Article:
PhD Defence • Algorithms and Complexity — A Spectral Approach to Network Design and Experimental DesignExport this event to calendar

Friday, December 11, 2020 — 2:00 PM EST

Please note: This PhD defence will be given online.

Hong Zhou, PhD candidate
David R. Cheriton School of Computer Science

Supervisor: Professor Lap Chi Lau

Over the last decade, the spectral sparsification technique has become a powerful tool in designing fast graph algorithms for various problems with numerous applications. In this thesis, we extend this spectral approach, and show that it is also very powerful in designing approximation algorithms for classical network design and experimental design problems. 

The central piece in this thesis is a problem called spectral rounding, which is inspired by spectral sparsification and studied in an earlier work on experimental design. In this problem, we are given vectors $\vv_1, \ldots, \vv_m$ each with a non-negative cost, and a fractional solution $\vx \in [0,1]^m$. The task is to find an integral solution $\vz \in \{0,1\}^m$ such that the spectrum of the integral solution is similar to the one of the fractional solution, i.e. $\sum_i \vz(i) \cdot \vv_i \vv_i^\top \approx \sum_i \vx(i) \cdot \vv_i \vv_i^\top$, and the integral cost is approximately equal to the fractional cost.

We observe that the spectral rounding problem underlies a large family of network design and experimental design problems. With this perspective, we bring new insights into these well-studied problems. For network design, we show that the spectral rounding technique provides a novel and general approach to significantly extend the scope of problems that can be solved efficiently. For experimental design, we show that the spectral rounding technique provides a unified and elegant framework that matches and improves all known existing algorithmic results.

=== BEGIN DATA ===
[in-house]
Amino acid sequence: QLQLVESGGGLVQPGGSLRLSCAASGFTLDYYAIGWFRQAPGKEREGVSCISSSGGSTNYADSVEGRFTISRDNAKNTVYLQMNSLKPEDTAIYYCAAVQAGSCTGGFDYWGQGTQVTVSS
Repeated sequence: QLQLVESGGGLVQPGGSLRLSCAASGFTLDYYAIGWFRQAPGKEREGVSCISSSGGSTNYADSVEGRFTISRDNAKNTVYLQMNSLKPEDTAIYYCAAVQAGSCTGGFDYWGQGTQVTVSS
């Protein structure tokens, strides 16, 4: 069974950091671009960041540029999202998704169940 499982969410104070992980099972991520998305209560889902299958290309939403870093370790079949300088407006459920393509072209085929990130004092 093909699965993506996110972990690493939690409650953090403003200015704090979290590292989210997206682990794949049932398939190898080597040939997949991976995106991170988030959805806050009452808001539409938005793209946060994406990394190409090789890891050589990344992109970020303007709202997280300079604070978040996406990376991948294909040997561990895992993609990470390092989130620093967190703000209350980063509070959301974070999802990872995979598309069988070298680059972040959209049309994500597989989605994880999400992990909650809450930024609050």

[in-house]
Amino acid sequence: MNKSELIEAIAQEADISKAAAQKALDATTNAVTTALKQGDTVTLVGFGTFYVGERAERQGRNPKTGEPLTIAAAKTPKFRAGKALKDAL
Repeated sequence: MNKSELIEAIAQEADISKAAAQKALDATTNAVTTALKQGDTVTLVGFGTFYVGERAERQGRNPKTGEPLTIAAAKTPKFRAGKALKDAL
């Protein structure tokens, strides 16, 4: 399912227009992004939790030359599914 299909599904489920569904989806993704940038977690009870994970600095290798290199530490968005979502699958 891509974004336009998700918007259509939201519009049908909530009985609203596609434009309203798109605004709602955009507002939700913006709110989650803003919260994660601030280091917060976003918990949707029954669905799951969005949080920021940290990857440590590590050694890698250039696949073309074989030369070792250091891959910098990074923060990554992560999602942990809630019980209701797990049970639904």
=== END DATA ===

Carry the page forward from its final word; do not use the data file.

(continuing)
There are two key techniques that we will use in this thesis. The first one is regret minimization, which is well-known to the online optimization community and has been used for spectral sparsification. We use it to control the spectrum of the integral solution in the spectral rounding problem. The second key technique is concentration inequalities for analyzing adaptive random sampling processes, which enable us to satisfy spectral and linear constraints simultaneously with high probability.

Location 
Online PhD defence
200 University Avenue West

Waterloo, ON N2L 3G1
Canada

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